August is a little early for the prime time blackfin tuna bite in my region, but you can still find a lot of these fish on the offshore rigs. Those offshore rigs are loaded up with blackfin tuna year-round, but most of those fish are small and the guys fishing the rigs are usually looking for the bigger yellowfin tuna.
For the big blackfin tuna, October and November are the best months in the Panhandle Region. That’s when you get them along the Southwest Edge or the Mingo Ridge which is where the natural bottom breaks from 160 to 220 feet of water. The fish like to run these drop-offs along the current edges.
To target blackfin tuna, you can slow-troll live baits like mature 5 to 7 inch threadfins, sardines or cigar minnows or even anchor up and chum the tuna up. Most anglers bump troll along the break, staying along the bottom drop-off. Expect to get cut off by king mackerel at the same time. Every now and then you’ll find the blackfin tuna busting on the surface, or if you find a whale shark, you’ll definitely find them, but the majority of the blackfin tuna in my region are caught blind trolling.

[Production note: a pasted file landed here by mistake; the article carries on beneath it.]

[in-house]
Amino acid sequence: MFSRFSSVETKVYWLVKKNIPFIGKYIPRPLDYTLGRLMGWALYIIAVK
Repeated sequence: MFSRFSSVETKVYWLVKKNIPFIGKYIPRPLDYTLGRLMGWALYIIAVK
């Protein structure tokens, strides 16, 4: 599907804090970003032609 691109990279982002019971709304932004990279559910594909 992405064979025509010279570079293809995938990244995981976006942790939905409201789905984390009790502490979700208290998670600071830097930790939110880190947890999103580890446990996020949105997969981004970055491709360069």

When targeting blackfin tuna you’ll want 20 to 30 pound tackle, and it seems the charter boats use conventional gear while the recreational boats use spinning gear. The conventional gear doesn’t twist up the line like the spinning tackle does.
Blackfin tuna can be leader shy, but most of the time you can get away with 30 to 40 pound fluorocarbon leader. If you see blackfin tuna and can’t get bit or others are catching them around you and you’re not getting bites, then you can drop down to 20 or 25 pound fluorocarbon leader. Your hook size should match the bait—usually a 3/0 to 5/0 circle hook that you’ll run through the nostrils of the bait.
The blackfin tuna we find in the fall months are usually pretty good size, somewhere from 18 to 30 pounds, and they pull a lot harder than a bonito or other fish of the same size. The fish we find this time of the year on the offshore rigs 95 to 120 miles out are usually under 10 pounds.
On the rigs, you can catch the blackfins night or day, and the best bites really take place at night, particularly if you are throwing jigs. The jig bite turns on right after dark, and shuts down at first light. During the daytime, you’re better off trolling with feathers or small naked ballyhoo.
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